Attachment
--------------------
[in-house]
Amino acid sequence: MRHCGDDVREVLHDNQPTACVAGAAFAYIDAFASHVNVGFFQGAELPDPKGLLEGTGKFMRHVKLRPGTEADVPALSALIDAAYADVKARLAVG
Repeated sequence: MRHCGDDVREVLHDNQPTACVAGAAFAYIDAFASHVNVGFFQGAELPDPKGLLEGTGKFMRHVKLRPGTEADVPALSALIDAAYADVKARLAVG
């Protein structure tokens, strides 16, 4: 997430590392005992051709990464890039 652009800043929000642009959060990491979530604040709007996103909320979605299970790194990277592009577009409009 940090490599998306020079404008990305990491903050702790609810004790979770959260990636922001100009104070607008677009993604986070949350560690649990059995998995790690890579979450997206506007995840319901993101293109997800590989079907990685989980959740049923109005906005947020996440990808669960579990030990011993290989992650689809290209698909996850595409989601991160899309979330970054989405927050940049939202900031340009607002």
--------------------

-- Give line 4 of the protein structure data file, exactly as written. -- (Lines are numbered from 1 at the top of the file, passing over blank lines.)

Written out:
């Protein structure tokens, strides 16, 4: 997430590392005992051709990464890039 652009800043929000642009959060990491979530604040709007996103909320979605299970790194990277592009577009409009 940090490599998306020079404008990305990491903050702790609810004790979770959260990636922001100009104070607008677009993604986070949350560690649990059995998995790690890579979450997206506007995840319901993101293109997800590989079907990685989980959740049923109005906005947020996440990808669960579990030990011993290989992650689809290209698909996850595409989601991160899309979330970054989405927050940049939202900031340009607002």